In your current directory, create a new file called axios-transfers-to-script.js using your favorite file browser, code editor, or just directly in the terminal using the touch command.
1
touch axios-transfers-to-script.js
Copied!

​

2. Write script!

Copy and paste in the following code snippet into your new file: axios-transfers-to-script.js
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import axios from 'axios';
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​
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let data = JSON.stringify({
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"jsonrpc": "2.0",
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"id": 0,
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"method": "alchemy_getAssetTransfers",
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"params": [
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{
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"fromBlock": "0x0",
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"toAddress": "0x5c43B1eD97e52d009611D89b74fA829FE4ac56b1",
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}
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]
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});
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​
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​
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var requestOptions = {
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method: 'post',
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headers: { 'Content-Type': 'application/json' },
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data: data,
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};
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​
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const apiKey = "demo"
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const baseURL = `https://eth-mainnet.alchemyapi.io/v2/${apiKey}`;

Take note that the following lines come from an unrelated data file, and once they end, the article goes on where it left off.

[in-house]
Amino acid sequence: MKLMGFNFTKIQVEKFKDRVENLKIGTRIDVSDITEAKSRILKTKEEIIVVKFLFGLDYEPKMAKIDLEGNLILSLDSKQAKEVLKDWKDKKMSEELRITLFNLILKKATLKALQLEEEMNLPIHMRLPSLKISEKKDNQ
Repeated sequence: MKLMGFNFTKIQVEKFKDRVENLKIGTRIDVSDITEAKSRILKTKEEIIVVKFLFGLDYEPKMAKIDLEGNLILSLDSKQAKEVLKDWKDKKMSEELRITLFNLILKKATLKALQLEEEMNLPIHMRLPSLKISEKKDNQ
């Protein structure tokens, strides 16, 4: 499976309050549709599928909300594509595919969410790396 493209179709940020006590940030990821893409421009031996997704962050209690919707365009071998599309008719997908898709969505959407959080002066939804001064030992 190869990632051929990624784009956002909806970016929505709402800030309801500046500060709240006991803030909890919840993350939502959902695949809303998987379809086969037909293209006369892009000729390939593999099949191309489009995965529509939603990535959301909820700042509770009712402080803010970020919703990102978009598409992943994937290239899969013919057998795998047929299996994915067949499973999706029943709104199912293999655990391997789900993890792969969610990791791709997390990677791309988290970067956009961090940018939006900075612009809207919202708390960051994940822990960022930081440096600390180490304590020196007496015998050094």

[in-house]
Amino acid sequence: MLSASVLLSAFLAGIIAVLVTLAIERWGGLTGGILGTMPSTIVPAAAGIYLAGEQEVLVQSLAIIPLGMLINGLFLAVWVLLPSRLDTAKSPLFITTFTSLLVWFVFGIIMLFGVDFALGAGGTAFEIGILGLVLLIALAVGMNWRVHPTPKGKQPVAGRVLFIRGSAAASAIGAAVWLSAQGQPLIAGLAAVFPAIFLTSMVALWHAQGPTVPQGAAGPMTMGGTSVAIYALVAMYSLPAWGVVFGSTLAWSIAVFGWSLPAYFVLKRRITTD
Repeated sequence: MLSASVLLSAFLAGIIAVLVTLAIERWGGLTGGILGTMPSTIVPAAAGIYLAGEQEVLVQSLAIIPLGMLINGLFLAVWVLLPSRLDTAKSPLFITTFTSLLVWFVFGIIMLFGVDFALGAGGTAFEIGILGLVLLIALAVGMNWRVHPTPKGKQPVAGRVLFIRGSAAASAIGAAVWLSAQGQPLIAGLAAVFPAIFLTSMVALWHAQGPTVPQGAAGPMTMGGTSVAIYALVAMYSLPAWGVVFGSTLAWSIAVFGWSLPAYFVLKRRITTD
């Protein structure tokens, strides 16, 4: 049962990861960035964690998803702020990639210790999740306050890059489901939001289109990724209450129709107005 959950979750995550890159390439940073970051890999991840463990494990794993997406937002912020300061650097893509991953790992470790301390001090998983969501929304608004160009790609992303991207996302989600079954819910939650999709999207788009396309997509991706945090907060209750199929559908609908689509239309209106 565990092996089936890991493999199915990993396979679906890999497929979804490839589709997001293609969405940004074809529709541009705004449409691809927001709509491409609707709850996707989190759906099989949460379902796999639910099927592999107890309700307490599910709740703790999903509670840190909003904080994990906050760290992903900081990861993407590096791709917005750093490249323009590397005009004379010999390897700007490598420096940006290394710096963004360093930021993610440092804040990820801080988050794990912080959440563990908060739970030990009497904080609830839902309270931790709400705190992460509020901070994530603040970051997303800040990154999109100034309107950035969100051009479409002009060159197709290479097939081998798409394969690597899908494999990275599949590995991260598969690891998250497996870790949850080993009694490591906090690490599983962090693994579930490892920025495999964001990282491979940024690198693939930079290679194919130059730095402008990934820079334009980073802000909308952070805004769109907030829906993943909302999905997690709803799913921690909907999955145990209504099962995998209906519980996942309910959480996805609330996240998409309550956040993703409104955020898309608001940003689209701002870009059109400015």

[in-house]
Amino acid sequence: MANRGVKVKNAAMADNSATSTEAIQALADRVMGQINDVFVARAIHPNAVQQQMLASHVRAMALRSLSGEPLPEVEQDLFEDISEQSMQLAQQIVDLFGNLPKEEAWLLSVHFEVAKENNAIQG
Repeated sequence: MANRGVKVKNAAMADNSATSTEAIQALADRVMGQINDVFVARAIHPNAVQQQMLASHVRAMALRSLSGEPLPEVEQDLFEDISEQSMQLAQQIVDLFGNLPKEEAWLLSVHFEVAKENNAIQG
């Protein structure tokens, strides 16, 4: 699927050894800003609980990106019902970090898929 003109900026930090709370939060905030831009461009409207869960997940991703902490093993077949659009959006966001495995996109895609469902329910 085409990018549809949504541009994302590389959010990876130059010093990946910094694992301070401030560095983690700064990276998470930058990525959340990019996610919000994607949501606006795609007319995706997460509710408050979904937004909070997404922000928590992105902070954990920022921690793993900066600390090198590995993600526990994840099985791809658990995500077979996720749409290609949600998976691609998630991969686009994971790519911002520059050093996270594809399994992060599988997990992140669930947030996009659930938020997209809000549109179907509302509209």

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const axiosURL = `${baseURL}`;
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​
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axios(axiosURL, requestOptions)
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.then(response => console.log(JSON.stringify(response.data, null, 2)))
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.catch(error => console.log(error));
Copied!

​

3. Run script!

Now, on your command line, you can execute the script by calling:
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node axios-transfers-to-script.js
Copied!

How to process the API response

Now that we have made a query and can see the response, let's learn how to handle it. If you feel like jumping ahead and grabbing some pre-built code, choose a repo that matches your preferred library.
Alchemy Web3 (Recommended)
Node-Fetch
Axios

Parsing with Alchemy Web3 Responses

transfers_api_javascript_scripts/tx-history-parsed-alchemyweb3.js at main Β· alchemyplatform/transfers_api_javascript_scripts
GitHub

Parsing with Node-Fetch Responses

transfers_api_javascript_scripts/tx-history-parsed-fetch.js at main Β· alchemyplatform/transfers_api_javascript_scripts
GitHub

Parsing with Axios Responses

transfers_api_javascript_scripts/tx-history-parsed-axios.js at main Β· alchemyplatform/transfers_api_javascript_scripts
GitHub

Raw API Response:

Without parsing the response, we have a console log that looks as follows.
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{
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transfers: [
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{
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blockNum: '0xb7389b',
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hash: '0xfde2a5157eda40b90514751f74e3c7314f452a41890b19a342ee147f5336dfd6',
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from: '0x5c43b1ed97e52d009611d89b74fa829fe4ac56b1',
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to: '0xe9b29ae1b4da8ba5b1de76bfe775fbc5e25bc69a',
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value: 0.245,
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erc721TokenId: null,
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erc1155Metadata: null,